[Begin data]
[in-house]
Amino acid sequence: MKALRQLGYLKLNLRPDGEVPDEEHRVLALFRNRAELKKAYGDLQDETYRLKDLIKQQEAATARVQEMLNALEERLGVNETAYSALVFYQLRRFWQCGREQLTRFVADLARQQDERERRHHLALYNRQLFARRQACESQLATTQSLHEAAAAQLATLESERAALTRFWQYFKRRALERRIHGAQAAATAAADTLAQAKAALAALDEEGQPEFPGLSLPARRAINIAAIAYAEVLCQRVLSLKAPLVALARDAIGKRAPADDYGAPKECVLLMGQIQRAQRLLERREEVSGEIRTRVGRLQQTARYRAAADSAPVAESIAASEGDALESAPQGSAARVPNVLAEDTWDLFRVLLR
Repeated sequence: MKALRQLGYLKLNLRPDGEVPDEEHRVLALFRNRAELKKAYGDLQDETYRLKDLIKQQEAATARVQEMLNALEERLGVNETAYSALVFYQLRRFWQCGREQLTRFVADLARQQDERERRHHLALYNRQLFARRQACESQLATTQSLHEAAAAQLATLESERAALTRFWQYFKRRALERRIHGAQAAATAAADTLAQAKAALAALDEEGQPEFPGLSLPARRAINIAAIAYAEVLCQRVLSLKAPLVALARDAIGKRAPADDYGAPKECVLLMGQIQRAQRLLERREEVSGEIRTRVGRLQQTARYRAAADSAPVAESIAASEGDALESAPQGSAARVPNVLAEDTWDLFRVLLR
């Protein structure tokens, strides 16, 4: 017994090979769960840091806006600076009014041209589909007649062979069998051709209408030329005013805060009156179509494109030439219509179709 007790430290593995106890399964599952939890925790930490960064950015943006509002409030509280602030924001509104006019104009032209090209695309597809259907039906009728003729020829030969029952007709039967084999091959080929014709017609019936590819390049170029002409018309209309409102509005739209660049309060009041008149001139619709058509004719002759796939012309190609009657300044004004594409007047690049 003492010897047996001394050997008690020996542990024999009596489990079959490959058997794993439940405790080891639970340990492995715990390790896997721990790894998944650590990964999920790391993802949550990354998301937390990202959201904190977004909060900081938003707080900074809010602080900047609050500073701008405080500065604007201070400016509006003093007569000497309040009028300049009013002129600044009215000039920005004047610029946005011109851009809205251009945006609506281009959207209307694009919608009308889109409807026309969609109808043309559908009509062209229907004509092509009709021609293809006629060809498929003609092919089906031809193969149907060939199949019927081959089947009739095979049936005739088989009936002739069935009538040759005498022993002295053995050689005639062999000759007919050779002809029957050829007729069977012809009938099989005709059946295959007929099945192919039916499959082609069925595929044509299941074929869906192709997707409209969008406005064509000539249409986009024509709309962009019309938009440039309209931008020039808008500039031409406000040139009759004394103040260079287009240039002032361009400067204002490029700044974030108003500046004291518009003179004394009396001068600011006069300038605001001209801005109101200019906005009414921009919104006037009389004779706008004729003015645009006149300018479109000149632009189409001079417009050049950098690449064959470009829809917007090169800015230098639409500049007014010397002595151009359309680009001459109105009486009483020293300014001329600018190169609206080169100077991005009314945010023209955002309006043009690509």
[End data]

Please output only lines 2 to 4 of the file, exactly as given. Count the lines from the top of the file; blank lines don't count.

Amino acid sequence: MKALRQLGYLKLNLRPDGEVPDEEHRVLALFRNRAELKKAYGDLQDETYRLKDLIKQQEAATARVQEMLNALEERLGVNETAYSALVFYQLRRFWQCGREQLTRFVADLARQQDERERRHHLALYNRQLFARRQACESQLATTQSLHEAAAAQLATLESERAALTRFWQYFKRRALERRIHGAQAAATAAADTLAQAKAALAALDEEGQPEFPGLSLPARRAINIAAIAYAEVLCQRVLSLKAPLVALARDAIGKRAPADDYGAPKECVLLMGQIQRAQRLLERREEVSGEIRTRVGRLQQTARYRAAADSAPVAESIAASEGDALESAPQGSAARVPNVLAEDTWDLFRVLLR
Repeated sequence: MKALRQLGYLKLNLRPDGEVPDEEHRVLALFRNRAELKKAYGDLQDETYRLKDLIKQQEAATARVQEMLNALEERLGVNETAYSALVFYQLRRFWQCGREQLTRFVADLARQQDERERRHHLALYNRQLFARRQACESQLATTQSLHEAAAAQLATLESERAALTRFWQYFKRRALERRIHGAQAAATAAADTLAQAKAALAALDEEGQPEFPGLSLPARRAINIAAIAYAEVLCQRVLSLKAPLVALARDAIGKRAPADDYGAPKECVLLMGQIQRAQRLLERREEVSGEIRTRVGRLQQTARYRAAADSAPVAESIAASEGDALESAPQGSAARVPNVLAEDTWDLFRVLLR
């Protein structure tokens, strides 16, 4: 017994090979769960840091806006600076009014041209589909007649062979069998051709209408030329005013805060009156179509494109030439219509179709 007790430290593995106890399964599952939890925790930490960064950015943006509002409030509280602030924001509104006019104009032209090209695309597809259907039906009728003729020829030969029952007709039967084999091959080929014709017609019936590819390049170029002409018309209309409102509005739209660049309060009041008149001139619709058509004719002759796939012309190609009657300044004004594409007047690049 003492010897047996001394050997008690020996542990024999009596489990079959490959058997794993439940405790080891639970340990492995715990390790896997721990790894998944650590990964999920790391993802949550990354998301937390990202959201904190977004909060900081938003707080900074809010602080900047609050500073701008405080500065604007201070400016509006003093007569000497309040009028300049009013002129600044009215000039920005004047610029946005011109851009809205251009945006609506281009959207209307694009919608009308889109409807026309969609109808043309559908009509062209229907004509092509009709021609293809006629060809498929003609092919089906031809193969149907060939199949019927081959089947009739095979049936005739088989009936002739069935009538040759005498022993002295053995050689005639062999000759007919050779002809029957050829007729069977012809009938099989005709059946295959007929099945192919039916499959082609069925595929044509299941074929869906192709997707409209969008406005064509000539249409986009024509709309962009019309938009440039309209931008020039808008500039031409406000040139009759004394103040260079287009240039002032361009400067204002490029700044974030108003500046004291518009003179004394009396001068600011006069300038605001001209801005109101200019906005009414921009919104006037009389004779706008004729003015645009006149300018479109000149632009189409001079417009050049950098690449064959470009829809917007090169800015230098639409500049007014010397002595151009359309680009001459109105009486009483020293300014001329600018190169609206080169100077991005009314945010023209955002309006043009690509």